Stats are usually measured in single-to-double digit numbers, ranging from 1 to 23 as the "human" levels of stats, 1 being the bare minimum and 23 being the utmost attainable after a lifetime of effort and overspecialization; 18 is the peak of "average human" potential. Anything from 24 and up is considered greater-than-mortal.

In order to list examples on the wiki, the stats have been broken down into varying tiers as follows

  • 12-15 - Above Average. Characters whose stats fall into this stat-tier are better than most "normals", meaning they're better than, say, 50% of everyone else out there.
  • 16-19 - Genius-level. Characters whose stats fall into this stat-tier are considered geniuses, savants, "gifted," what have you. These are your Olympic-level athletes, chess masters, etc.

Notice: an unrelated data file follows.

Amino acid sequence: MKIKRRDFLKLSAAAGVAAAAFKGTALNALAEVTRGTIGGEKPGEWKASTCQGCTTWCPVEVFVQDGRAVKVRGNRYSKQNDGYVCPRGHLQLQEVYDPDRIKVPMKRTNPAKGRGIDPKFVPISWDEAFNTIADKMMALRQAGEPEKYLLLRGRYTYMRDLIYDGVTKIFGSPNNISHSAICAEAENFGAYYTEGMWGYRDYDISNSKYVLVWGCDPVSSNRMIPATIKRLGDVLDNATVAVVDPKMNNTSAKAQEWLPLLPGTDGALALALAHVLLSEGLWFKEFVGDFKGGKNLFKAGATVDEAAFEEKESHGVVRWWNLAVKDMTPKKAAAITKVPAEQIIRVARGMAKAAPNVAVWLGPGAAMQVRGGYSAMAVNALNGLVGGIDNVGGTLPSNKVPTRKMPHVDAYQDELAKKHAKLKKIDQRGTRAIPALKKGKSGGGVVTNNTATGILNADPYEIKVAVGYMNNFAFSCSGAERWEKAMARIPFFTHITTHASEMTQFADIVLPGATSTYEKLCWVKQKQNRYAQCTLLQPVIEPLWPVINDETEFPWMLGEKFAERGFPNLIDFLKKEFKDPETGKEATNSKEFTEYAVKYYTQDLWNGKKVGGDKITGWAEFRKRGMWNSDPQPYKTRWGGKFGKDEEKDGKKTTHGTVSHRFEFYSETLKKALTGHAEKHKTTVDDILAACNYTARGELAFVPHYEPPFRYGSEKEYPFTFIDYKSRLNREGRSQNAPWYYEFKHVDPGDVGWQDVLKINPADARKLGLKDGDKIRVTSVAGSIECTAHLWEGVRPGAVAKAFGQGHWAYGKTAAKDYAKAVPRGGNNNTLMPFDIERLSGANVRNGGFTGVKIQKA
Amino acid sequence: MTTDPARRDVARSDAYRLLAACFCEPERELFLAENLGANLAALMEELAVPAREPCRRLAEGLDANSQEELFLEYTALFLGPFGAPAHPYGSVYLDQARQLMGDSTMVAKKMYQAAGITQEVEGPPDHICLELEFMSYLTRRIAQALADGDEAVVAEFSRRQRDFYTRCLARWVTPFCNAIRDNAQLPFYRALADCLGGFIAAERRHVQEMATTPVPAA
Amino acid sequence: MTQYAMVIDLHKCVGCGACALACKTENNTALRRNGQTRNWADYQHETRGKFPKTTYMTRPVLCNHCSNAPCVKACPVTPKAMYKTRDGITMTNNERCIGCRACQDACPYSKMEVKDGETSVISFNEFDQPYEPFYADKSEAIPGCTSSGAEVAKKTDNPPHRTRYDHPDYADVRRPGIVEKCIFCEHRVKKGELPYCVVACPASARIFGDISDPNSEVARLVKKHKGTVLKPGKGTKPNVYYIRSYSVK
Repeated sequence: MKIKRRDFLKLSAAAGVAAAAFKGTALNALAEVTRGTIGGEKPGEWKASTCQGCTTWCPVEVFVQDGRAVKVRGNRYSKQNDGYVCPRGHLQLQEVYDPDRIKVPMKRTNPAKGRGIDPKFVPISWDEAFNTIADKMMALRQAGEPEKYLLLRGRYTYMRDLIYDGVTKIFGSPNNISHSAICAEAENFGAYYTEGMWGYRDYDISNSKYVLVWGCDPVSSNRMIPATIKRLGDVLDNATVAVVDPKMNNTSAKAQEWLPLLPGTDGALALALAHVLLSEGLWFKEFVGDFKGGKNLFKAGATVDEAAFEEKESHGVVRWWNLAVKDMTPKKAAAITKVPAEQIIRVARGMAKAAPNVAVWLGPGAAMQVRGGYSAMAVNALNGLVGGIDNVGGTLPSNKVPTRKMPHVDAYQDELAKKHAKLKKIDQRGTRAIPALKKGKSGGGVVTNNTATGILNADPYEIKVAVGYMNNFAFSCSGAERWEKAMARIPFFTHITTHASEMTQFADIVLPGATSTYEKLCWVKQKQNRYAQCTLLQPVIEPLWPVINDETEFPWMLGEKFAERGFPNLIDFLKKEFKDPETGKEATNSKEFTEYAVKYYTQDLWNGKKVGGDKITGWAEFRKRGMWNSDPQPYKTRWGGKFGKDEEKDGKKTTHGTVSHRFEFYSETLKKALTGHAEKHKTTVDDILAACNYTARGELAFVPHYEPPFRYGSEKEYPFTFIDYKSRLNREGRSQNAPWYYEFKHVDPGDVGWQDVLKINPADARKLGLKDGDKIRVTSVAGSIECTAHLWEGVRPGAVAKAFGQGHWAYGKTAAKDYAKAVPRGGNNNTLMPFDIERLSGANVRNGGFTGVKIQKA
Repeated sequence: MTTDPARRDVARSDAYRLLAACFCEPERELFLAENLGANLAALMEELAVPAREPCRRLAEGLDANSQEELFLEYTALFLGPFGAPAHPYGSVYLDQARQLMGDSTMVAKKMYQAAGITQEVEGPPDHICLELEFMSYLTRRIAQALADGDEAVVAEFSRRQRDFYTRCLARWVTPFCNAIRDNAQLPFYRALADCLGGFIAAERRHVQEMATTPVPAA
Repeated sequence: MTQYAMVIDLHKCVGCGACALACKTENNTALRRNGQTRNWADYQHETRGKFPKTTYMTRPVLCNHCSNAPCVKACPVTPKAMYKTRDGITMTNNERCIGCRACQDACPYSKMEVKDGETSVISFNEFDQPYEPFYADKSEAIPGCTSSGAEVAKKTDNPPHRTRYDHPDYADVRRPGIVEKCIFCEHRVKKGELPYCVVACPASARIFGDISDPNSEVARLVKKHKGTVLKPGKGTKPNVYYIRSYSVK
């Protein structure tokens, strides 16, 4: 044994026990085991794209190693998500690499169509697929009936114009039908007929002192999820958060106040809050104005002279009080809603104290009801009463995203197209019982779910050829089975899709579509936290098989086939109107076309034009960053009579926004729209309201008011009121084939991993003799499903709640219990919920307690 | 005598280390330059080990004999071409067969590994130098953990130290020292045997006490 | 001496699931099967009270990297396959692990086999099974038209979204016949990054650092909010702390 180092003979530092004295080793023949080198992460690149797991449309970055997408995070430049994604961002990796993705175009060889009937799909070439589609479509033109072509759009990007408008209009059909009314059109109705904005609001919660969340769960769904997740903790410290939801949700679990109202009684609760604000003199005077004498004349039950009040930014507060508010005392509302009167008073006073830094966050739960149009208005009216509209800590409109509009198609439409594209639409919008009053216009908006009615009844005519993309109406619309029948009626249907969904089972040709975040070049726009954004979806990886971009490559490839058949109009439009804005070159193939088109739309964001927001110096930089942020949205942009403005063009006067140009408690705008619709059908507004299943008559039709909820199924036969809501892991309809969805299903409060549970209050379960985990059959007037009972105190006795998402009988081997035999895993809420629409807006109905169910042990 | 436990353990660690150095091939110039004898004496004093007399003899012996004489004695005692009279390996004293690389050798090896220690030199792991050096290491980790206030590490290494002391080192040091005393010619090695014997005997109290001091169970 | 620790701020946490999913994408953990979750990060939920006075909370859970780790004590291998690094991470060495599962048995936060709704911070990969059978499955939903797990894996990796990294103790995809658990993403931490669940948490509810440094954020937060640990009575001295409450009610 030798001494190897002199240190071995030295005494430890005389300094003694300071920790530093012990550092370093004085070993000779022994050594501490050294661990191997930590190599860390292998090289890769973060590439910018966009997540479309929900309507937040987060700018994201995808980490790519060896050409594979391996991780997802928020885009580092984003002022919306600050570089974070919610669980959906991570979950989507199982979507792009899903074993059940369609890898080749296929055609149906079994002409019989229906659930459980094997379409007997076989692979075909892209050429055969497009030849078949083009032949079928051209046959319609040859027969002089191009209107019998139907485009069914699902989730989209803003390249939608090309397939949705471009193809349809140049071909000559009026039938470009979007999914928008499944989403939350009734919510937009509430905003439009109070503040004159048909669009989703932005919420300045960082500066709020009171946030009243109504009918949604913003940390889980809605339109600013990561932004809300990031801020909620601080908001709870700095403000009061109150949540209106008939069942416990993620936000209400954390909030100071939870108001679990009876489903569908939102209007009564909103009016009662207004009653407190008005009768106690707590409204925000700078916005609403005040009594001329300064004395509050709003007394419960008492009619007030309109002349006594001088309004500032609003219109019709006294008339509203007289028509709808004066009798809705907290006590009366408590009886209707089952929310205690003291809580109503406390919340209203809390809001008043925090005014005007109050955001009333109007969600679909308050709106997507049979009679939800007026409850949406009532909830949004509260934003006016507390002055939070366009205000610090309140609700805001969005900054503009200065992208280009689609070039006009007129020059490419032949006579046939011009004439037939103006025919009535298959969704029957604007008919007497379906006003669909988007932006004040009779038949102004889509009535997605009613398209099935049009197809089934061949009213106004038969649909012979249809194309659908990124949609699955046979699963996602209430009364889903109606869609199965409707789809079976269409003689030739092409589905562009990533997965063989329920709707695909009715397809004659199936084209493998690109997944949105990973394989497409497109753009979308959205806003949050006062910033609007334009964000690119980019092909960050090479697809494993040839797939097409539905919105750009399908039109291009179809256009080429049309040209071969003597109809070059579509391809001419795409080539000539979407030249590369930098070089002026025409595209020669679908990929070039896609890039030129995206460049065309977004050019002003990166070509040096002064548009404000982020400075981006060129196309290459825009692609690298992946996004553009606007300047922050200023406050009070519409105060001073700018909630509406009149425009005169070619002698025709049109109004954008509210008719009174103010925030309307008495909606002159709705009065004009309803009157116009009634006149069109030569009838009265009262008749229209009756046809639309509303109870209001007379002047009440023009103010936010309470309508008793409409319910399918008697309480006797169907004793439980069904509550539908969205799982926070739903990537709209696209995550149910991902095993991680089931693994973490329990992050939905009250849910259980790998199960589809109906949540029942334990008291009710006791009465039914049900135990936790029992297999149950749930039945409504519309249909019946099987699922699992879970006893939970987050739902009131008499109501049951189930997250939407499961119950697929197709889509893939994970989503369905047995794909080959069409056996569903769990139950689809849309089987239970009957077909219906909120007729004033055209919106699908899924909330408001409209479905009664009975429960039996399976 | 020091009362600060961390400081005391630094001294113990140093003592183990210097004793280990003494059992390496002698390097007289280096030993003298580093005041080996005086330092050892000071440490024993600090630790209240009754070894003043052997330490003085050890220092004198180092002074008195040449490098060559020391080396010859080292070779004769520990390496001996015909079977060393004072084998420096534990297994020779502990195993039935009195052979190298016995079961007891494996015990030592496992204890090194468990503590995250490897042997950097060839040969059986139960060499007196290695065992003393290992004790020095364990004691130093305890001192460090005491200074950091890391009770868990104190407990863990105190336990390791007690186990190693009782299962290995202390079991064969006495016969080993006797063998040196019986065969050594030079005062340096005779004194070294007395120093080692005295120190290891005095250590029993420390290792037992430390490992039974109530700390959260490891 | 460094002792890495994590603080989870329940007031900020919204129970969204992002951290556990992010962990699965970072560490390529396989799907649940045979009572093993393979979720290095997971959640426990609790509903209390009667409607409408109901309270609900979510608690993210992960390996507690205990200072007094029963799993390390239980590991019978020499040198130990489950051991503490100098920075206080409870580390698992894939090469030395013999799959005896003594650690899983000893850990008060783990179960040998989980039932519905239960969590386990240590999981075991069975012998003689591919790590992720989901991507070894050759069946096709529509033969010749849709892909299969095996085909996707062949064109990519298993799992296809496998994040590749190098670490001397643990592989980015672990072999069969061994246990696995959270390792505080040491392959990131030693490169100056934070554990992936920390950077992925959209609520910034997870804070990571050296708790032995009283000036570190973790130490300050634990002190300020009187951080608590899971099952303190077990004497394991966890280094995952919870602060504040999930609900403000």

• 20-23 - Superhuman. Characters who stats fall into this stat-tier are pushing the boundaries of "realistic" to the extreme. Expect movie physics to be evoked for physical feats, while characters on the more intellectual end fall into Magnificent Bastard and Manipulative Bastard territories.
  • 24+ - These characters are just too uber to be real. These are characters who are the paragons of their stats, and who first come to mind when mentioning a stat. Of course, statted characters from e.g. roleplaying textbooks easily go up to 40.
  • 40+ - cosmic-scale or Eldritch Abomination monsters, demon overlords, The Archmage, and so forth: these kind of epic characters will usually have a 40 strength, charisma, or intelligence respectively.

This scale is based on 3rd edition Dungeons And Dragons. Other editions of D&D have different scales (2-25, 5-60, 8-30, and 3-20); see below.